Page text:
### Module 2 Section 2- Octal and Hexadecimal Number Systems

We have now collected a jumble of facts which are a little bothersome.
• FACT: Computers use binary numbers for storage and computation.
• FACT: Binary numbers take up many digit positions to store even small numbers
• FACT: Binary numbers are hard for people to work with because they are so long and repetitive
• FACT: Humans work better with number systems of higher bases, especially base 10
• FACT: Converting decimal to binary is tedious, at best
• QUESTION: How can humans ever hope to work easily with low-level computer data?
You see the problem? Computers like binary numbers. Binary numbers are very cumbersome for people to work with, but decimal numbers (which we like) cannot be understood directly by the computer, so we have to convert decimal to binary first, which is a troublesome task.

The biggest gripe people have about binary is that it takes so many bit positions to represent even the small numbers. And the biggest gripe people have about decimal is that it is so difficult to convert to binary. The best of both worlds would be to choose a radix which offers a more compact representation of numbers, and is easy to convert to binary. The octal number system, which has a base of 8, is such a system.

Since octal uses base 8, there are 8 digits: 0, 1, 2, 3, 4, 5, 6, 7. the following table shows the first 16 numbers in decimal, binary, and octal.

 Binary Octal Decimal 0000 00 0 0001 01 1 0010 02 2 0011 03 3 0100 04 4 0101 05 5 0110 06 6 0111 07 7 1000 10 8 1001 11 9 1010 12 10 1011 13 11 1100 14 12 1101 15 13 1110 16 14 1111 17 15
As you can see, the octal number system is much more efficient with space than binary, though not quite as efficient as the decimal system. Therefore, it fulfills one of our requirements: that numbers take up less space. But what about ease of conversion? Is octal easier to convert to binary than decimal?

Certainly, we could use our regular conversion methods to convert octal to decimal. We could successively subtract the largest power of 8, or successively divide by 8, as we learned in the last section. But a simple observation about the table above will reveal an easier method. Here is a hint: whenever there is a carry from the one's position to the eight's position in the octal number, there is also a carry from the 4's position to the 8's position in the binary number. Here's another hint. suppose we "gray out" the 8's position in both the binary and octal columns, then compare the numbers left over. Maybe you will see it then...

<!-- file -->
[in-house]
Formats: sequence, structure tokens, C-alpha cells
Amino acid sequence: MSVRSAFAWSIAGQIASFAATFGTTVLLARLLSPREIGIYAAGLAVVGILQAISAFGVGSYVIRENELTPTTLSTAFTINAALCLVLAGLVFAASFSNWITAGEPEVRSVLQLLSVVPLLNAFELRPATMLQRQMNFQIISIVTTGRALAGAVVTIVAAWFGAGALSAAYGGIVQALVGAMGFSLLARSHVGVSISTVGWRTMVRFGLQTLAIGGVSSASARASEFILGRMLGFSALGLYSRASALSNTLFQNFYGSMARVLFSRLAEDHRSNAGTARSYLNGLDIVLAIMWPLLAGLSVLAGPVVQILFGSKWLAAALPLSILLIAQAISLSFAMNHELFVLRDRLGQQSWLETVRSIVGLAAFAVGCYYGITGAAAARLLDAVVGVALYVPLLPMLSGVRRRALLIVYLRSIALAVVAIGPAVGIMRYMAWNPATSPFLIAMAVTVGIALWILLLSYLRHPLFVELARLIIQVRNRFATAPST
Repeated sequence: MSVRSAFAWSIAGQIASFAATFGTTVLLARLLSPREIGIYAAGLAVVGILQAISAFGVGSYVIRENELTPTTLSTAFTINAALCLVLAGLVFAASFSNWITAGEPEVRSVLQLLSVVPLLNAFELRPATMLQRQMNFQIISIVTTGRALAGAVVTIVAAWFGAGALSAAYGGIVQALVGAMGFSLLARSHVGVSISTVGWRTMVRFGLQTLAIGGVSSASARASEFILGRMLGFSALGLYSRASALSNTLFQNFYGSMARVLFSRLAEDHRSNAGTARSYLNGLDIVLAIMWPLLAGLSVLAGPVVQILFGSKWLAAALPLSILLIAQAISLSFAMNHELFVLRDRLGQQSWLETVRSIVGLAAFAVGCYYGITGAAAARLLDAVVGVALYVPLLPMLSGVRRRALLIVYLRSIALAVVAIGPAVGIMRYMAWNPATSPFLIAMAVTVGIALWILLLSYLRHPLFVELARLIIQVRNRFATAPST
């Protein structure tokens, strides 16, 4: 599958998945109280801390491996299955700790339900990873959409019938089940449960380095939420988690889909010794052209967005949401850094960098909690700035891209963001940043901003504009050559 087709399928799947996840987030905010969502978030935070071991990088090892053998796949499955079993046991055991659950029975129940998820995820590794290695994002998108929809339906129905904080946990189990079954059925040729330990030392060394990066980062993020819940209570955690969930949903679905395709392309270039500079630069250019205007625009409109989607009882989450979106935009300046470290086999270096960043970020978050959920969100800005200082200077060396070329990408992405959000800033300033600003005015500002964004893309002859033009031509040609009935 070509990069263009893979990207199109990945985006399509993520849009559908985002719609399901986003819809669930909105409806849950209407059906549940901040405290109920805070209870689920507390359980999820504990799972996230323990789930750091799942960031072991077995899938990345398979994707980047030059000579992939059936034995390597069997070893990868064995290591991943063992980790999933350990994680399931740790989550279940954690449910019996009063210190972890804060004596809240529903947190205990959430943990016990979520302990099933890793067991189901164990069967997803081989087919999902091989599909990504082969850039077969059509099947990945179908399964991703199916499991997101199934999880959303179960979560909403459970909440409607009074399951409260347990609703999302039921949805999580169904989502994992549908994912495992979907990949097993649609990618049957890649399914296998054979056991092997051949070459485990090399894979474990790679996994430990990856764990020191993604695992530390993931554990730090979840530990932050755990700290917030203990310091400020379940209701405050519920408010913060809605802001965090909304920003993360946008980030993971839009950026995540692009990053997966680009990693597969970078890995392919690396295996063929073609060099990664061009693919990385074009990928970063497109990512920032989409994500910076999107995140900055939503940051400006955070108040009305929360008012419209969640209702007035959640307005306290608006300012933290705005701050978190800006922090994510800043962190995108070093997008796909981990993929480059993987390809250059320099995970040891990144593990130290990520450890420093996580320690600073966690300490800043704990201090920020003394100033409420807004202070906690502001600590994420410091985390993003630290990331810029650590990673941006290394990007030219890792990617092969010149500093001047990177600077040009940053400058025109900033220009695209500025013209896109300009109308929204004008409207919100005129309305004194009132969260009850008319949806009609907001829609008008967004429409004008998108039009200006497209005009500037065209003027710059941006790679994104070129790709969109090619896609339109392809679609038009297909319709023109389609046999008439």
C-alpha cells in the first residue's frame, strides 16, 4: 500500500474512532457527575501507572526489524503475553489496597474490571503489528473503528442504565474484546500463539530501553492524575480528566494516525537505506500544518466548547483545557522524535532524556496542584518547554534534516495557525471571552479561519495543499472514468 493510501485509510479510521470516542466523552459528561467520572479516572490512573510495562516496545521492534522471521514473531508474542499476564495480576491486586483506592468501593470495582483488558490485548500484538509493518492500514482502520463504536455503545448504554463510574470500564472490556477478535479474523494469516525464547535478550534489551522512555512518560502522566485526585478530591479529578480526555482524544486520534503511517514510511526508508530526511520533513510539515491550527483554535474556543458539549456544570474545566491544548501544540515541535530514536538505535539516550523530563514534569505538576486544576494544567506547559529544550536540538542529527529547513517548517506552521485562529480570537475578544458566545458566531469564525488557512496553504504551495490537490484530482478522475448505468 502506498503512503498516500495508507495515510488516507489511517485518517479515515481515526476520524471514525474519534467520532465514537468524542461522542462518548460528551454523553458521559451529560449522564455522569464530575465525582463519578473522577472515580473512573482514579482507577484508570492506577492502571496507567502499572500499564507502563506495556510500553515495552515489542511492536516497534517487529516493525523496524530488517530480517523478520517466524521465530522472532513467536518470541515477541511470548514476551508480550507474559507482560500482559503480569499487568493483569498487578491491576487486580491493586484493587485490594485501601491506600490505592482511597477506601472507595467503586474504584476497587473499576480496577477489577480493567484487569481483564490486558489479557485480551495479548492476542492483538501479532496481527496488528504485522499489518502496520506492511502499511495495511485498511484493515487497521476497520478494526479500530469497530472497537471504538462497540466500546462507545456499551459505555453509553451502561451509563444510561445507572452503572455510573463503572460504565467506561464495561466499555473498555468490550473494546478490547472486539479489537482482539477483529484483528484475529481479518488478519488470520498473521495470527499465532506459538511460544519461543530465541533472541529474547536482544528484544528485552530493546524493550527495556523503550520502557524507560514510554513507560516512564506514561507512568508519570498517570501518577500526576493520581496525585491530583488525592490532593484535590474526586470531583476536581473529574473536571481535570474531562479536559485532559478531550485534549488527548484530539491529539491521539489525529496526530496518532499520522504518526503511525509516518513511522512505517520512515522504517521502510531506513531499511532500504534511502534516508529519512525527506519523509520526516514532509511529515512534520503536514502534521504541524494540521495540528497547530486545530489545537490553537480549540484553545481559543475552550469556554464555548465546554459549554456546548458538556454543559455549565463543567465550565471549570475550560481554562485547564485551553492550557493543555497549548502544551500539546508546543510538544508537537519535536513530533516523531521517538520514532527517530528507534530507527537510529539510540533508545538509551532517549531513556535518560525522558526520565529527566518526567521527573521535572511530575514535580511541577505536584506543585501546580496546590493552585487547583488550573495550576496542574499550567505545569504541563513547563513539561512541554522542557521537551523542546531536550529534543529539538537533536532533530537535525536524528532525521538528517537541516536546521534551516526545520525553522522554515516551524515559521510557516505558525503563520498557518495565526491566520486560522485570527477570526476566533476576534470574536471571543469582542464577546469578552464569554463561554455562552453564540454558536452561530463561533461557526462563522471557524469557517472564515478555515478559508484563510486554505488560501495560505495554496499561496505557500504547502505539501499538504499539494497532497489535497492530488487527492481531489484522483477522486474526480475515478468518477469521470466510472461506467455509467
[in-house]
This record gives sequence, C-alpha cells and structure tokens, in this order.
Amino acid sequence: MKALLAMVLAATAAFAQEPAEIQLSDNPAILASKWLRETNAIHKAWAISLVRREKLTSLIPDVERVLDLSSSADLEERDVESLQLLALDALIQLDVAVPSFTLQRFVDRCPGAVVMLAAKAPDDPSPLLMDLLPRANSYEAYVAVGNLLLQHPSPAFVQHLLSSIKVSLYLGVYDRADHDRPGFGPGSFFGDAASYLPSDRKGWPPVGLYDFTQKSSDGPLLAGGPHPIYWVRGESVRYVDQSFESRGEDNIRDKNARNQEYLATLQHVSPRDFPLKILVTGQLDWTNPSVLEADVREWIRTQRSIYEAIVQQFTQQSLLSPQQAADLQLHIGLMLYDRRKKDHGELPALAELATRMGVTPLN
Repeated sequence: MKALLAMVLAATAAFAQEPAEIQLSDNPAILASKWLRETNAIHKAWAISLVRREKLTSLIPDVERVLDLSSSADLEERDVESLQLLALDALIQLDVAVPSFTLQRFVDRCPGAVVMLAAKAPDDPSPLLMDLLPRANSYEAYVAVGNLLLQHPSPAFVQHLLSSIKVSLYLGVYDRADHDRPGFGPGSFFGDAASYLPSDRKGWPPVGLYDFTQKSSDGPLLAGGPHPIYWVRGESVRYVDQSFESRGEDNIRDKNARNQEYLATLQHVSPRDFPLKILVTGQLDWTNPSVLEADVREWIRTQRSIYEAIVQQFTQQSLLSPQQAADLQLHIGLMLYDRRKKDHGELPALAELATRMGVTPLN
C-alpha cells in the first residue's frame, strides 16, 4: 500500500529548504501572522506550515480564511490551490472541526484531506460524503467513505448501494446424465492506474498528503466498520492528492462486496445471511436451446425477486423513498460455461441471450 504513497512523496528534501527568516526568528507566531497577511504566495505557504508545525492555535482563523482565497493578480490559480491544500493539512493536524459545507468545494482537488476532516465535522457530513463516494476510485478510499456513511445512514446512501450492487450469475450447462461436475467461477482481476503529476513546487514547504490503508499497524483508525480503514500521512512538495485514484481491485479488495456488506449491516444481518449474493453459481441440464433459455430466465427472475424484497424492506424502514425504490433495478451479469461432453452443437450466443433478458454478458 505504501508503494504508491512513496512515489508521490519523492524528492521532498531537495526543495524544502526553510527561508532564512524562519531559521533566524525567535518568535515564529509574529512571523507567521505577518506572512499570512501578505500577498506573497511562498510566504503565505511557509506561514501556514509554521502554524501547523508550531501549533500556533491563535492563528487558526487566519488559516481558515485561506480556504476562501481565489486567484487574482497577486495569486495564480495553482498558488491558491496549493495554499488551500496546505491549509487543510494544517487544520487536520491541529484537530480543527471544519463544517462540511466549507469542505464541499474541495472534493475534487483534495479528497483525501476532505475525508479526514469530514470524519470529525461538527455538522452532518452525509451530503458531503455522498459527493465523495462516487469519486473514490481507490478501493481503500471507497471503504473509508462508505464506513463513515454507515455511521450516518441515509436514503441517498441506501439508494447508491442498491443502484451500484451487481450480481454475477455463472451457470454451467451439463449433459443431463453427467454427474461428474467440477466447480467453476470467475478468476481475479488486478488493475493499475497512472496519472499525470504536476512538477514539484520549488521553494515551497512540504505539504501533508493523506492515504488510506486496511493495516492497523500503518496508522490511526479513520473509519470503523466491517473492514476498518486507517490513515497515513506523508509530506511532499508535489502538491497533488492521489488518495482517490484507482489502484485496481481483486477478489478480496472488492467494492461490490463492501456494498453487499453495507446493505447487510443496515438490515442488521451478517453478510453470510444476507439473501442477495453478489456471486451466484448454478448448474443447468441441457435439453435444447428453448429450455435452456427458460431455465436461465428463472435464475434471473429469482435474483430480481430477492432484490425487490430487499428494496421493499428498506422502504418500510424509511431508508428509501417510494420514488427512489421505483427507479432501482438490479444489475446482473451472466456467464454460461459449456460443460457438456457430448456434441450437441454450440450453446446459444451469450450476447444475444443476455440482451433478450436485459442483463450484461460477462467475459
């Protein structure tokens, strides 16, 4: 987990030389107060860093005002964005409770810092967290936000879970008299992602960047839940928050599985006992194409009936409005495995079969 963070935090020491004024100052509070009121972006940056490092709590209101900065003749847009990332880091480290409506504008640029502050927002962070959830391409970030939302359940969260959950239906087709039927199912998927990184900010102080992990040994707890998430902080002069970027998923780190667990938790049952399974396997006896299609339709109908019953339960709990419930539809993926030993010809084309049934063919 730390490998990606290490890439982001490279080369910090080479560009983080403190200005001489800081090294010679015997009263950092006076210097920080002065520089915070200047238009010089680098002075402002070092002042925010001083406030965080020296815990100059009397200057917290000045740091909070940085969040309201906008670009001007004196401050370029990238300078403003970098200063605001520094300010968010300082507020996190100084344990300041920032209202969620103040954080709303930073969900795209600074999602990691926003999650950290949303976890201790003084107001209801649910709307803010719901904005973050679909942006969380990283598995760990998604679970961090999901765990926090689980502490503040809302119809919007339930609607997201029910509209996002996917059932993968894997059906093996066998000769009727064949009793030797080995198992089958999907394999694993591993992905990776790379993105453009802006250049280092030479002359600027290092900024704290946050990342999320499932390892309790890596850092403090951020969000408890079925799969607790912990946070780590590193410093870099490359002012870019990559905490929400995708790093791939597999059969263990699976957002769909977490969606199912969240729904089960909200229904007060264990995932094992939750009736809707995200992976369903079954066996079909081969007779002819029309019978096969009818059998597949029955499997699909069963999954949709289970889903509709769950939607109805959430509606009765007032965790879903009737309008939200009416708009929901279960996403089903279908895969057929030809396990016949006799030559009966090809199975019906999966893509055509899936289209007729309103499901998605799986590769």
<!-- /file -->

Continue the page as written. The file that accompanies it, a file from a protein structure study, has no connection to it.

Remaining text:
Binary Octal 0000 00 0001 01 0010 02 0011 03 0100 04 0101 05 0110 06 0111 07 1000 10 1001 11 1010 12 1011 13 1100 14 1101 15 1110 16 1111 17
The same sequence of 8 number repeats twice. As the binary counts from '000' to '111', the octal counts from '0' to '7'. After '111'/'7', they both "roll over" to '000'/'0'. In fact, every three bits of a binary number line up exactly with every octal digit of the octal number. This is due to the fact that 8 is itself a power of 2. It also means that conversion of binary to octal and octal to binary requires remembering only 8 conversions: how to convert any 3-bit binary number to it's 1-digit octal counterpart.

Converting binary to octal: Counting from right to left, draw a line between every group of 3-bits. The most significant group may not have exactly three bits, so you can just pretend the others are zeros. Now convert each group of three to a single, octal digit. The conversion of a 3-bit number to an octal number is easy. You can memorize the patterns easily and, even if you forget, they are not hard to figure out. The resulting octal digits, when written together in the same order, are the equivalent binary number. Here's an example which converts the binary number '11111010' to its equivalent octal number. Converting octal to binary: This is simply the reverse of the above process. For every octal digit, just write down the 3-bit pattern that represents it. Here is an example which converts octal number 6252 to binary. Great! Except there is one slight annoying problem. Remember that modern computers like to group bits together into bytes, so we're going to be working with bytes an awful lot, so we need to be sure that octal is a good idea for use with bytes before we go with it. Let's see how an 8-bit field lines up with our octal conversion. As you can see, for any byte we try to represent, the most-significant octal digit will never exceed the value '3'. Since a byte is 8 bits, and octal digits each represent 3-bits, the third octal digit will never be asked to represent more than 2 bits.  That's wasted space, and we don't like wasted space.